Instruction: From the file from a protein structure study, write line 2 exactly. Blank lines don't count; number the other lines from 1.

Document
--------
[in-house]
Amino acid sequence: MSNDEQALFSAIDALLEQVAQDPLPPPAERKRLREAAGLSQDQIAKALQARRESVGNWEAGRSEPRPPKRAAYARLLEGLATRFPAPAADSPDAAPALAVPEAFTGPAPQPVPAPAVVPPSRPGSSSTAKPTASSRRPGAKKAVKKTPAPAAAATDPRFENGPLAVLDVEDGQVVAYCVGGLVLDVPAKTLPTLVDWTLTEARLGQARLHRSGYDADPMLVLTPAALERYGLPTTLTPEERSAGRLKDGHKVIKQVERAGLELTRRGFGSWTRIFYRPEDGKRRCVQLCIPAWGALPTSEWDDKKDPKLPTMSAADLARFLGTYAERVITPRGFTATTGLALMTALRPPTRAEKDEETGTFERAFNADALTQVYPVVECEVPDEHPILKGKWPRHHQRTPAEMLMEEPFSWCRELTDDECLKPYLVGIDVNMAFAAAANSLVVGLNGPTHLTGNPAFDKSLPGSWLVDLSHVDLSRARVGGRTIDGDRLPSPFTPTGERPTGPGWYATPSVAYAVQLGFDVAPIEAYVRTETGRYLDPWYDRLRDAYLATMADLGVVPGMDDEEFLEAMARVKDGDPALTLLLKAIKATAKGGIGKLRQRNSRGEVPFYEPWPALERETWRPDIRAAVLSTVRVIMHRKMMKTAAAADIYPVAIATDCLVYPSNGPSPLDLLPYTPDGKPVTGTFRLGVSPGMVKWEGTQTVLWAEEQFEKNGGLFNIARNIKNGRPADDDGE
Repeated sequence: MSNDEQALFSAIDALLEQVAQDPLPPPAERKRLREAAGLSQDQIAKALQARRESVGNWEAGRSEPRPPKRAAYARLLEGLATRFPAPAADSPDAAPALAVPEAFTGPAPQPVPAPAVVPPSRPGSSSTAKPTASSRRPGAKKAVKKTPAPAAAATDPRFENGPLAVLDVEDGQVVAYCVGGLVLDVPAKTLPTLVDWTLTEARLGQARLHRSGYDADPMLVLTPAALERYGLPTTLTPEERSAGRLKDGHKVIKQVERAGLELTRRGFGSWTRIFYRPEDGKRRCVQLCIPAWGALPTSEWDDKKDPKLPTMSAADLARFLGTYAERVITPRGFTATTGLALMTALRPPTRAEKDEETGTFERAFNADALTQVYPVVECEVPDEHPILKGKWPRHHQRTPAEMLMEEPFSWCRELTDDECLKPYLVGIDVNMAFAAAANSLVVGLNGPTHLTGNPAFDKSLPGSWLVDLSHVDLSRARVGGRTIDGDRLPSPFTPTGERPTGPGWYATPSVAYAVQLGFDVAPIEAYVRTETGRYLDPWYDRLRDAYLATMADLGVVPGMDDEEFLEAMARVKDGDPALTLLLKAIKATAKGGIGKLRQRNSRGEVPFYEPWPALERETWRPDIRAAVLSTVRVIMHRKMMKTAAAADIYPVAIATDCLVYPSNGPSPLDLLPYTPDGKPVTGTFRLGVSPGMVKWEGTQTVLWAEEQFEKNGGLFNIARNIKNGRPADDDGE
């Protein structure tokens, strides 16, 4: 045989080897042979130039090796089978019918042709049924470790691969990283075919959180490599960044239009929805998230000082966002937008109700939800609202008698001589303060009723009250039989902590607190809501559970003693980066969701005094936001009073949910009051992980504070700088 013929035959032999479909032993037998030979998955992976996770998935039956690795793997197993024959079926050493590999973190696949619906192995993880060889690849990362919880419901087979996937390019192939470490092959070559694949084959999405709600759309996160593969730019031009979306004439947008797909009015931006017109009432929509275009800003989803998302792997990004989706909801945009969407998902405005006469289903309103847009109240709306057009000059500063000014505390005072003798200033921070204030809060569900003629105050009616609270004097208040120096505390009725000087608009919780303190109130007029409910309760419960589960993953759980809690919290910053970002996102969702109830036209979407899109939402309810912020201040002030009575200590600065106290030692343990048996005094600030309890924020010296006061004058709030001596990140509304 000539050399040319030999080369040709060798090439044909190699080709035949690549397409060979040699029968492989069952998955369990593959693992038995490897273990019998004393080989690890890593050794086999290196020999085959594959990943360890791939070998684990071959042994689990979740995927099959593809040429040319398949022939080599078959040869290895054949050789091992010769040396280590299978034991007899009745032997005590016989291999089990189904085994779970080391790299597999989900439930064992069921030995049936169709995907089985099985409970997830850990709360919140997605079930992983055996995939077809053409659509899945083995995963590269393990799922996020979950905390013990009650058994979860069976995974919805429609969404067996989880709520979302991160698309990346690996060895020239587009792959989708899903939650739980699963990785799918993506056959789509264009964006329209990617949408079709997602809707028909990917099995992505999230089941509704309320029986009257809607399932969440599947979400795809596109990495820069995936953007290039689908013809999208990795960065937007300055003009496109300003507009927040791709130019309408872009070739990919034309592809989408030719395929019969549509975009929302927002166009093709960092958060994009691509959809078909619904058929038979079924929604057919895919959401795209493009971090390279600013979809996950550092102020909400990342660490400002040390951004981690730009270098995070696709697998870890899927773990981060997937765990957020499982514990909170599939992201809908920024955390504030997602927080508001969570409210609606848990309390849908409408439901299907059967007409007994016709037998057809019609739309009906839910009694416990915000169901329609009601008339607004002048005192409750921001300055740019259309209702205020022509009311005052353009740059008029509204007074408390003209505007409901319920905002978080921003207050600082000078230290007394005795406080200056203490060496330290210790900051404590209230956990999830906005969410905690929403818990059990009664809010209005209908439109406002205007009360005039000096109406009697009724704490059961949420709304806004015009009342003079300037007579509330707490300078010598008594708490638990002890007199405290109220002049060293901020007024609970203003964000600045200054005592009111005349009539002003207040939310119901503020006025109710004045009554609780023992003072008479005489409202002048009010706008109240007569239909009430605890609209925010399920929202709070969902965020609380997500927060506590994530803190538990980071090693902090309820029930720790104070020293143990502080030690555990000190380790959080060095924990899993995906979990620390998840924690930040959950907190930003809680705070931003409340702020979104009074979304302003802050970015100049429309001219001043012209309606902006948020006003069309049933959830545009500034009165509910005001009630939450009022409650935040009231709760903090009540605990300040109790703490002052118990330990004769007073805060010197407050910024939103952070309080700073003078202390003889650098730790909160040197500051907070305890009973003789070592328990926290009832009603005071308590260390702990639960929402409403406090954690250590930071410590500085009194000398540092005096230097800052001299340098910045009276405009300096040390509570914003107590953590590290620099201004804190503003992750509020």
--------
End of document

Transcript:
Amino acid sequence: MSNDEQALFSAIDALLEQVAQDPLPPPAERKRLREAAGLSQDQIAKALQARRESVGNWEAGRSEPRPPKRAAYARLLEGLATRFPAPAADSPDAAPALAVPEAFTGPAPQPVPAPAVVPPSRPGSSSTAKPTASSRRPGAKKAVKKTPAPAAAATDPRFENGPLAVLDVEDGQVVAYCVGGLVLDVPAKTLPTLVDWTLTEARLGQARLHRSGYDADPMLVLTPAALERYGLPTTLTPEERSAGRLKDGHKVIKQVERAGLELTRRGFGSWTRIFYRPEDGKRRCVQLCIPAWGALPTSEWDDKKDPKLPTMSAADLARFLGTYAERVITPRGFTATTGLALMTALRPPTRAEKDEETGTFERAFNADALTQVYPVVECEVPDEHPILKGKWPRHHQRTPAEMLMEEPFSWCRELTDDECLKPYLVGIDVNMAFAAAANSLVVGLNGPTHLTGNPAFDKSLPGSWLVDLSHVDLSRARVGGRTIDGDRLPSPFTPTGERPTGPGWYATPSVAYAVQLGFDVAPIEAYVRTETGRYLDPWYDRLRDAYLATMADLGVVPGMDDEEFLEAMARVKDGDPALTLLLKAIKATAKGGIGKLRQRNSRGEVPFYEPWPALERETWRPDIRAAVLSTVRVIMHRKMMKTAAAADIYPVAIATDCLVYPSNGPSPLDLLPYTPDGKPVTGTFRLGVSPGMVKWEGTQTVLWAEEQFEKNGGLFNIARNIKNGRPADDDGE